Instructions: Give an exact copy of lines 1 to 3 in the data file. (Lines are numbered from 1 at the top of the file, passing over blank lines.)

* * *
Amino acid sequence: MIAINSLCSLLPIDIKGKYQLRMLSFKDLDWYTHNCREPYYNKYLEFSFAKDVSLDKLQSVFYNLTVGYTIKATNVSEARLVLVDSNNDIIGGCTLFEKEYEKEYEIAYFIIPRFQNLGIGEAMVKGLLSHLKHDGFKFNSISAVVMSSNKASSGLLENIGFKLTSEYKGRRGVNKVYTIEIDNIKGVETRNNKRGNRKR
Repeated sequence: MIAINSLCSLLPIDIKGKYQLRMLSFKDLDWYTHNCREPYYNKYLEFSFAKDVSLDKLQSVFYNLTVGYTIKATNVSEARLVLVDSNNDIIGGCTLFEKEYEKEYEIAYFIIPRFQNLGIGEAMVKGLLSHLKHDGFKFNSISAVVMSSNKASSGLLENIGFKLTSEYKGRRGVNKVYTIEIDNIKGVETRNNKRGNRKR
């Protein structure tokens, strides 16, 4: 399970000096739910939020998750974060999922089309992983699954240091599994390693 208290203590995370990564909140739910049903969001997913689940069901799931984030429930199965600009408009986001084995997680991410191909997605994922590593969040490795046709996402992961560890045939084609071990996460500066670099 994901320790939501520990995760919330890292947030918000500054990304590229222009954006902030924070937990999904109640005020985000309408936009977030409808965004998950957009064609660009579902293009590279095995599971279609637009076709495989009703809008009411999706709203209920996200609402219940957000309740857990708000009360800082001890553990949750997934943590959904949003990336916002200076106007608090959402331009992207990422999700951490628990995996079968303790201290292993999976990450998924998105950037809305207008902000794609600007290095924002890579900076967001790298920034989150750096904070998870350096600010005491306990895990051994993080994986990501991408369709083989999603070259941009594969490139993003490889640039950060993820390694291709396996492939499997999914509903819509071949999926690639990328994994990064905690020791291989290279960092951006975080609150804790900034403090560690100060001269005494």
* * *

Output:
Amino acid sequence: MIAINSLCSLLPIDIKGKYQLRMLSFKDLDWYTHNCREPYYNKYLEFSFAKDVSLDKLQSVFYNLTVGYTIKATNVSEARLVLVDSNNDIIGGCTLFEKEYEKEYEIAYFIIPRFQNLGIGEAMVKGLLSHLKHDGFKFNSISAVVMSSNKASSGLLENIGFKLTSEYKGRRGVNKVYTIEIDNIKGVETRNNKRGNRKR
Repeated sequence: MIAINSLCSLLPIDIKGKYQLRMLSFKDLDWYTHNCREPYYNKYLEFSFAKDVSLDKLQSVFYNLTVGYTIKATNVSEARLVLVDSNNDIIGGCTLFEKEYEKEYEIAYFIIPRFQNLGIGEAMVKGLLSHLKHDGFKFNSISAVVMSSNKASSGLLENIGFKLTSEYKGRRGVNKVYTIEIDNIKGVETRNNKRGNRKR
């Protein structure tokens, strides 16, 4: 399970000096739910939020998750974060999922089309992983699954240091599994390693 208290203590995370990564909140739910049903969001997913689940069901799931984030429930199965600009408009986001084995997680991410191909997605994922590593969040490795046709996402992961560890045939084609071990996460500066670099 994901320790939501520990995760919330890292947030918000500054990304590229222009954006902030924070937990999904109640005020985000309408936009977030409808965004998950957009064609660009579902293009590279095995599971279609637009076709495989009703809008009411999706709203209920996200609402219940957000309740857990708000009360800082001890553990949750997934943590959904949003990336916002200076106007608090959402331009992207990422999700951490628990995996079968303790201290292993999976990450998924998105950037809305207008902000794609600007290095924002890579900076967001790298920034989150750096904070998870350096600010005491306990895990051994993080994986990501991408369709083989999603070259941009594969490139993003490889640039950060993820390694291709396996492939499997999914509903819509071949999926690639990328994994990064905690020791291989290279960092951006975080609150804790900034403090560690100060001269005494």